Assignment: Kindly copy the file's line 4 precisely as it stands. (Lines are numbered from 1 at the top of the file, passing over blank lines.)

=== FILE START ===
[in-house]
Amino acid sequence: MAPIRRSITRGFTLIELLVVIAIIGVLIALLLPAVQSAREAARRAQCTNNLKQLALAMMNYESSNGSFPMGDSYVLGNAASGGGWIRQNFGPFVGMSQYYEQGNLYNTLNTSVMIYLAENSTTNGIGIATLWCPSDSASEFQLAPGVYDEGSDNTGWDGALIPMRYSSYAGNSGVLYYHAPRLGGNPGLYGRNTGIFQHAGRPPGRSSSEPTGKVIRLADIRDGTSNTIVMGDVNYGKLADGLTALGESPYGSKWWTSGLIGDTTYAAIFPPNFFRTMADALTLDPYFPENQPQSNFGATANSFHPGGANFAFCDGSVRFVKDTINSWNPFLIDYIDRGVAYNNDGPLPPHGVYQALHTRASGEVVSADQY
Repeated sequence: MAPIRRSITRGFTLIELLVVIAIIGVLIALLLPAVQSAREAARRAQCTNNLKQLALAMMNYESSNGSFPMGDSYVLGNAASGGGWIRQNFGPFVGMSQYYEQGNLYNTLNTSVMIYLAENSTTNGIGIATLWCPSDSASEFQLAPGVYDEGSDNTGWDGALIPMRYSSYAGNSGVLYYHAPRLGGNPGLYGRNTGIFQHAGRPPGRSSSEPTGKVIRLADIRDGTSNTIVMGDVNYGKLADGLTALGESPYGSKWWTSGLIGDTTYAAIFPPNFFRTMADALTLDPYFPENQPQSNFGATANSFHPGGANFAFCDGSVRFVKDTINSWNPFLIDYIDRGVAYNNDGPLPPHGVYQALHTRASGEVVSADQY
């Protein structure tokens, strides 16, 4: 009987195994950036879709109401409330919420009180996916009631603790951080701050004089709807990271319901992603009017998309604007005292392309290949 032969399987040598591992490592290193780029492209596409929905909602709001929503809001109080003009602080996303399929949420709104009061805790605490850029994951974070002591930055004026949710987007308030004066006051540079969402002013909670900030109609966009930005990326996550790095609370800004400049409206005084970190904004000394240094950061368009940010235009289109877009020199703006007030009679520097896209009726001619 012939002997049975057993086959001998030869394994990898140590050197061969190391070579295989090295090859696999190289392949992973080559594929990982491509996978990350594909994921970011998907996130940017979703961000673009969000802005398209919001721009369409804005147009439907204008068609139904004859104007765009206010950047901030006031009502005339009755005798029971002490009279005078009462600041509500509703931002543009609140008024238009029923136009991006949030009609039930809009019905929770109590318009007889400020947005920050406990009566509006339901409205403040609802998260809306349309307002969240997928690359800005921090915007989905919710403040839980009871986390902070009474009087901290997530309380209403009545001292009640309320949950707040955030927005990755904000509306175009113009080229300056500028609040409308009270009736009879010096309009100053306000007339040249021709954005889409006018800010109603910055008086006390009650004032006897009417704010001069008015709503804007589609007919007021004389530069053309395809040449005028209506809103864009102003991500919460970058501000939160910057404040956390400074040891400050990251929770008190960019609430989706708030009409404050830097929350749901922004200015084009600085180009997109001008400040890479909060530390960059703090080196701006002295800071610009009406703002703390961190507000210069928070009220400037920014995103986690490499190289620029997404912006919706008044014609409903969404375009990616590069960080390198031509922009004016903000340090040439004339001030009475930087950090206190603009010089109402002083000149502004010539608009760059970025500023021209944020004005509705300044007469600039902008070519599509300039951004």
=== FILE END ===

């Protein structure tokens, strides 16, 4: 009987195994950036879709109401409330919420009180996916009631603790951080701050004089709807990271319901992603009017998309604007005292392309290949 032969399987040598591992490592290193780029492209596409929905909602709001929503809001109080003009602080996303399929949420709104009061805790605490850029994951974070002591930055004026949710987007308030004066006051540079969402002013909670900030109609966009930005990326996550790095609370800004400049409206005084970190904004000394240094950061368009940010235009289109877009020199703006007030009679520097896209009726001619 012939002997049975057993086959001998030869394994990898140590050197061969190391070579295989090295090859696999190289392949992973080559594929990982491509996978990350594909994921970011998907996130940017979703961000673009969000802005398209919001721009369409804005147009439907204008068609139904004859104007765009206010950047901030006031009502005339009755005798029971002490009279005078009462600041509500509703931002543009609140008024238009029923136009991006949030009609039930809009019905929770109590318009007889400020947005920050406990009566509006339901409205403040609802998260809306349309307002969240997928690359800005921090915007989905919710403040839980009871986390902070009474009087901290997530309380209403009545001292009640309320949950707040955030927005990755904000509306175009113009080229300056500028609040409308009270009736009879010096309009100053306000007339040249021709954005889409006018800010109603910055008086006390009650004032006897009417704010001069008015709503804007589609007919007021004389530069053309395809040449005028209506809103864009102003991500919460970058501000939160910057404040956390400074040891400050990251929770008190960019609430989706708030009409404050830097929350749901922004200015084009600085180009997109001008400040890479909060530390960059703090080196701006002295800071610009009406703002703390961190507000210069928070009220400037920014995103986690490499190289620029997404912006919706008044014609409903969404375009990616590069960080390198031509922009004016903000340090040439004339001030009475930087950090206190603009010089109402002083000149502004010539608009760059970025500023021209944020004005509705300044007469600039902008070519599509300039951004």